## Math that made you go whoa!

Saw this tweet from Dan Anderson a few days ago:

I had a 7 hour round trip drive yesterday and spent a little time thinking about the math ideas that really grabbed me in high school. Three really stuck out in my mind:

(A) The Extended law of sines:

We learned in our trigonometry class that for a triangle with sides A, B, and C, and corresponding angles a, b, and c that:

$\frac{A}{Sin(a)}$ = $\frac{B}{Sin(b)}$ = $\frac{C}{Sin(c)}$

But it turns out that these ratios are equal to 2R where R is the radius of the circumscribed circle. I learned this idea from the wonderful book Geometry Revisited by Coxeter:

In fact, the first math movie I uploaded to youtube was about this idea:

This identity made me think that there was a lot more going on in geometry that met the eye. One neat particularly neat thing that the identity shows is that the area of a triangle with side lengths A, B, and C is equal $\frac{ABC}{4R}$. Beautiful!

(B) 1 + 1/4 + 1/9 + . . . . = $\frac{\pi^2}{6}$

Mr. Waterman used the idea that the coefficients of a polynomial were symmetric functions of the roots to prove this sum. It blew me away. (yes, this is a non-rigorous proof, but it is what captured my attention)

In general, for a polynomial of degree n, $x^n + c_{n-1}x^{n-1} + \ldots + c_1 x + c_0$, sum of the reciprocals of the roots is given by $-c_1 / c_0.$

We know that Sin(x) = $x - x^3 / 3! + x^5 / 5! + \ldots.$ Factoring out an $x$ we are left with a polynomial whose roots are $\pm \pi, \pm 2\pi, \pm 3\pi, \ldots,$ namely:

$\frac{Sin(x)}{x} = 1 - x^2 / 3! + x^4 / 5! + \ldots$

making the substitution u = x^2, we see that the polynomial

$1 - u/3! + u^2 / 5! + \ldots$

are $\pi^2, 4\pi^2, 9\pi^2 \ldots$

By the “sum of the reciprocals of the roots” formula above, we see that

$\frac{1}{\pi^2} + \frac{1}{4\pi^2} + \frac{1}{9\pi^2} + \ldots = \frac{1}{6}.$

Multiplying both sides by $\pi^2$ gives us the result.

This result showed me that there was more going on with the integers than I realized! How could they be connected to $\pi$? A few years later I’d see this identity in a complex analysis class and see that $\pi$ and $e$ were connected in a strange way, too!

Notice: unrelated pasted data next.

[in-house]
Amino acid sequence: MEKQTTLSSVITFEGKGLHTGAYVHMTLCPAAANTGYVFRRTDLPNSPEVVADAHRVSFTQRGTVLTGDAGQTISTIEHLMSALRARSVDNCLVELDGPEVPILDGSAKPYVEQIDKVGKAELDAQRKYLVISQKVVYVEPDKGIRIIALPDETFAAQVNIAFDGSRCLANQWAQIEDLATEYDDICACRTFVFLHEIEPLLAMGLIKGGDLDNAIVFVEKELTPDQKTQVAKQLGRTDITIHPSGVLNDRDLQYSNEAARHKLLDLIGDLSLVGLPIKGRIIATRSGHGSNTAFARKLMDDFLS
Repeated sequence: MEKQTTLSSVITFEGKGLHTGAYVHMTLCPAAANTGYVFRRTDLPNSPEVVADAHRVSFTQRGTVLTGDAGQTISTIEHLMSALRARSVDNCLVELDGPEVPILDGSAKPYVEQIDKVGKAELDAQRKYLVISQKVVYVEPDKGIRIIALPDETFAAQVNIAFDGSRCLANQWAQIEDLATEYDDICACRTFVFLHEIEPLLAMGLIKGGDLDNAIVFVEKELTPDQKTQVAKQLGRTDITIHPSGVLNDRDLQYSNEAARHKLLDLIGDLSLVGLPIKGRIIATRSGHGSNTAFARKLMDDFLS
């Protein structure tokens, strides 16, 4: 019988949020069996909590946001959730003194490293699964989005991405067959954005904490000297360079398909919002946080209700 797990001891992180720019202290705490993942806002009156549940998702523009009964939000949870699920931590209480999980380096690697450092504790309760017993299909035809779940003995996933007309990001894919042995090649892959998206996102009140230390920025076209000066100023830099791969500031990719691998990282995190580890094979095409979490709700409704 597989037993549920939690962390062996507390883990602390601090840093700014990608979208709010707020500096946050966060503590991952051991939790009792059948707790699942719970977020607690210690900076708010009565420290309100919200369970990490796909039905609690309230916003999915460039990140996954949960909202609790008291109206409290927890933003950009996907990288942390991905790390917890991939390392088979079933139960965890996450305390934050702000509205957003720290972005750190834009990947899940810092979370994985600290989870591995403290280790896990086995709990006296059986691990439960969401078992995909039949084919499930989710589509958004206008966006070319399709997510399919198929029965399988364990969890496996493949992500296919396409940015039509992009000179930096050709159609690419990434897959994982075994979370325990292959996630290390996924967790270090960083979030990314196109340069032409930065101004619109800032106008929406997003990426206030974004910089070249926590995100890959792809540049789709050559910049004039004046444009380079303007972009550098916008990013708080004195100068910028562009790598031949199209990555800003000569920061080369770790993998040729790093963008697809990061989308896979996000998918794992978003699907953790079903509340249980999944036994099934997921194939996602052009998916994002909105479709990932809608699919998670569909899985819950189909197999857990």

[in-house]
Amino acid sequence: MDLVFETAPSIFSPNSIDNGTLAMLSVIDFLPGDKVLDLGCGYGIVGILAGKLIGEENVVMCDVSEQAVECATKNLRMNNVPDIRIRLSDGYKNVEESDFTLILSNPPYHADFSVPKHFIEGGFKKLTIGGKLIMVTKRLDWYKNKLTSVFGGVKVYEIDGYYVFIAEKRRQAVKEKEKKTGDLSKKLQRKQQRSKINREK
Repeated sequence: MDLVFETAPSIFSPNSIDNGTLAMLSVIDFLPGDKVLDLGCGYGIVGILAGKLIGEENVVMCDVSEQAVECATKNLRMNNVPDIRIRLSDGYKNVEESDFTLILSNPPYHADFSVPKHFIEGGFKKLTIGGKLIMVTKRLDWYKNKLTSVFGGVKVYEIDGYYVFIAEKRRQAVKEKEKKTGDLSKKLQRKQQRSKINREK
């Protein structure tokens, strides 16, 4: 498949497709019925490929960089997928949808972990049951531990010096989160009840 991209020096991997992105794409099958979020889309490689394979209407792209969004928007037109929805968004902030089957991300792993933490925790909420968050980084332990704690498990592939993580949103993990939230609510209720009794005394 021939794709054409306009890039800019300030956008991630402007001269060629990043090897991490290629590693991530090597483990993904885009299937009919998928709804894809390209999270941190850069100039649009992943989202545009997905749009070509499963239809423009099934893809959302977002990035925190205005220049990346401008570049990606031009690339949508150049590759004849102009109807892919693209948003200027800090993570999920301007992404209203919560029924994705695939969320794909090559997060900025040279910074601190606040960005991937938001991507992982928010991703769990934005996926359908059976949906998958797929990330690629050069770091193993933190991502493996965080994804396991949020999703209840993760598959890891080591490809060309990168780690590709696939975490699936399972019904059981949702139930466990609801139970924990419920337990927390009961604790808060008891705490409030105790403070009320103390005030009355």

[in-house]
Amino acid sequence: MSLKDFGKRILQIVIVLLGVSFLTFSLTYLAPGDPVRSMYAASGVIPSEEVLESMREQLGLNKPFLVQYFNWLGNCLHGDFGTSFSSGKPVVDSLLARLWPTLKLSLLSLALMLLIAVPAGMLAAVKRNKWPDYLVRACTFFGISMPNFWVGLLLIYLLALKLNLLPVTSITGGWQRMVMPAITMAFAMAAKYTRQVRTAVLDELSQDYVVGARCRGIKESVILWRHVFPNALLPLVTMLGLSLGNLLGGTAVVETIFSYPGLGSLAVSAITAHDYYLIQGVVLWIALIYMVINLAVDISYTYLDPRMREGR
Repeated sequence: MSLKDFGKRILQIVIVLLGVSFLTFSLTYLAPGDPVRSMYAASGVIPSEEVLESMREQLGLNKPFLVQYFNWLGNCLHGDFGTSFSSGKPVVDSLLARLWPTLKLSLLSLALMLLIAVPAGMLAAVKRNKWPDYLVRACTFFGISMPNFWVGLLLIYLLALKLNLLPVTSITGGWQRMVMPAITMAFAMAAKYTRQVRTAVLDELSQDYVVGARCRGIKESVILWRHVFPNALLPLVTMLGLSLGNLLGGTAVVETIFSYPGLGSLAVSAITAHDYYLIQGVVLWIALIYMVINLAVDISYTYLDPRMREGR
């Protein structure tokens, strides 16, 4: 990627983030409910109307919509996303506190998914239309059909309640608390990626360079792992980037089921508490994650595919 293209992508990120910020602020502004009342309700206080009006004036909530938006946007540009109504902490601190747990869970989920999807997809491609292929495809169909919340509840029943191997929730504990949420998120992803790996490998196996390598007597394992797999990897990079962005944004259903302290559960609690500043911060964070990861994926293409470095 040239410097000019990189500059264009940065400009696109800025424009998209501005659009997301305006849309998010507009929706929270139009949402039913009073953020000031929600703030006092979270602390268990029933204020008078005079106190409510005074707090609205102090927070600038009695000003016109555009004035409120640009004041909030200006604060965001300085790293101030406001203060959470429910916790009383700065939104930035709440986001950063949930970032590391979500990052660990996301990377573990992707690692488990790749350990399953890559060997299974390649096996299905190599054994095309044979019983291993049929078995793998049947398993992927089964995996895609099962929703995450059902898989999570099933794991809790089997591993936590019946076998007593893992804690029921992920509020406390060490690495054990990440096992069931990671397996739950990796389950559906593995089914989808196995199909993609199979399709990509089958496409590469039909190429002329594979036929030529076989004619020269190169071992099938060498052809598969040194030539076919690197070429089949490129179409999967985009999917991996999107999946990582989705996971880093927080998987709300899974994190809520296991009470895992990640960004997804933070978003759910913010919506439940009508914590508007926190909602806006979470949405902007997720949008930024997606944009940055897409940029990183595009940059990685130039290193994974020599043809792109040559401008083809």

(3) A formula for the Fibonacci numbers

I think it was my sophomore year in high school when a former student, Anita Barnes, came back to lecture to Mr. Waterman’s Enrichment Math class. Her talk showed a way to find closed form solutions for simple recurrence relations like the one for the Fibonacci numbers:

$F_{n+1} = F_n + F_{n - 1}$

The idea seemed incredibly simple – for the Fibonacci numbers just assume the solution took the form $F_n = x^n$ and solve for x. Solving the recurrence relation for the Fibonacci numbers was reduced to solving the quadratic equation $x^2 = x + 1.$ From there it was not hard at all to show that the Fibonacci numbers were connected to the Golden ratio. If we let $\phi = \frac{1 + \sqrt{5}}{2}$, then

$F_n = ( \phi^n - (-\phi)^{-n}) / \sqrt{5}$

That just blew me away – there was a simple formula for the Fibonacci numbers (and any simple recurrence relation). You could calculate the 100th Fibonacci number by just knowing the first 2 plus the recurrence relation. I think this was the first idea from advanced math that totally blew my mind.

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### Comments

3 Comments so far.
1. All the Cantor stuff is ‘whoa-some’ ;-), but I’ve always found “Cantor’s dust” more mind-blowing than the diagonalisation proof. Several paradoxes and fractal results are also mind-expanding, including ‘Gabriel’s horn’!

2. Neat stuff, keep up the good work. Those of us who have given up the fight and retired can still find hope for the future with teachers like you out there.

3. One that I always loved was a bit of a cheat on trisecting an angle: that if you make two marks on the straightedge, you can easily trisect an arbitrary angle. I believe I encountered it from Courant and Robbins. But as a demonstration of something neat to do and of just how the exact rules of the operation affect the possibilities it’s great.

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